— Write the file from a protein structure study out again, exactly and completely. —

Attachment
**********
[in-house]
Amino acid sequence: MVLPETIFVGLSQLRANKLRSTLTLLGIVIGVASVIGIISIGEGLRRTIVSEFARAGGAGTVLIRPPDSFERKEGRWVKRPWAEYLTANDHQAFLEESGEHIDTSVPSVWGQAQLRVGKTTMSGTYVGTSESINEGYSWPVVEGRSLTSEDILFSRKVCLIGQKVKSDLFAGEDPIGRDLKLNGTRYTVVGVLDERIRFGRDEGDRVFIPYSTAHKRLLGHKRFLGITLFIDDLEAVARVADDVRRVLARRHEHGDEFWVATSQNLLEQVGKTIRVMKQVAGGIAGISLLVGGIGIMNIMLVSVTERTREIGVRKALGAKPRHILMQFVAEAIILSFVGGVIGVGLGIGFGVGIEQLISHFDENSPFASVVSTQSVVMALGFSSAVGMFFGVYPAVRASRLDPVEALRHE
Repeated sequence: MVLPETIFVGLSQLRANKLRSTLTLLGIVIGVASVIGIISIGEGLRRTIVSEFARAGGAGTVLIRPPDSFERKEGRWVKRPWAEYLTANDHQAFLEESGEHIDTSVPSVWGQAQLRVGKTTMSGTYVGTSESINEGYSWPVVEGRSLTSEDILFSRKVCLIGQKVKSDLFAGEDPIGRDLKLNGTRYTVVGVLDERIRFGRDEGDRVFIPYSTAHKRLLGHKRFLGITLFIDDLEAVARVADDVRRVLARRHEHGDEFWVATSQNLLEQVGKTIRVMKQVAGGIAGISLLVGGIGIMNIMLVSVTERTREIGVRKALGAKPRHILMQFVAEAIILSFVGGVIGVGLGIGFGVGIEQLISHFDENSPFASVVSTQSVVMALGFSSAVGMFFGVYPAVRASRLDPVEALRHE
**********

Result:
[in-house]
Amino acid sequence: MVLPETIFVGLSQLRANKLRSTLTLLGIVIGVASVIGIISIGEGLRRTIVSEFARAGGAGTVLIRPPDSFERKEGRWVKRPWAEYLTANDHQAFLEESGEHIDTSVPSVWGQAQLRVGKTTMSGTYVGTSESINEGYSWPVVEGRSLTSEDILFSRKVCLIGQKVKSDLFAGEDPIGRDLKLNGTRYTVVGVLDERIRFGRDEGDRVFIPYSTAHKRLLGHKRFLGITLFIDDLEAVARVADDVRRVLARRHEHGDEFWVATSQNLLEQVGKTIRVMKQVAGGIAGISLLVGGIGIMNIMLVSVTERTREIGVRKALGAKPRHILMQFVAEAIILSFVGGVIGVGLGIGFGVGIEQLISHFDENSPFASVVSTQSVVMALGFSSAVGMFFGVYPAVRASRLDPVEALRHE
Repeated sequence: MVLPETIFVGLSQLRANKLRSTLTLLGIVIGVASVIGIISIGEGLRRTIVSEFARAGGAGTVLIRPPDSFERKEGRWVKRPWAEYLTANDHQAFLEESGEHIDTSVPSVWGQAQLRVGKTTMSGTYVGTSESINEGYSWPVVEGRSLTSEDILFSRKVCLIGQKVKSDLFAGEDPIGRDLKLNGTRYTVVGVLDERIRFGRDEGDRVFIPYSTAHKRLLGHKRFLGITLFIDDLEAVARVADDVRRVLARRHEHGDEFWVATSQNLLEQVGKTIRVMKQVAGGIAGISLLVGGIGIMNIMLVSVTERTREIGVRKALGAKPRHILMQFVAEAIILSFVGGVIGVGLGIGFGVGIEQLISHFDENSPFASVVSTQSVVMALGFSSAVGMFFGVYPAVRASRLDPVEALRHE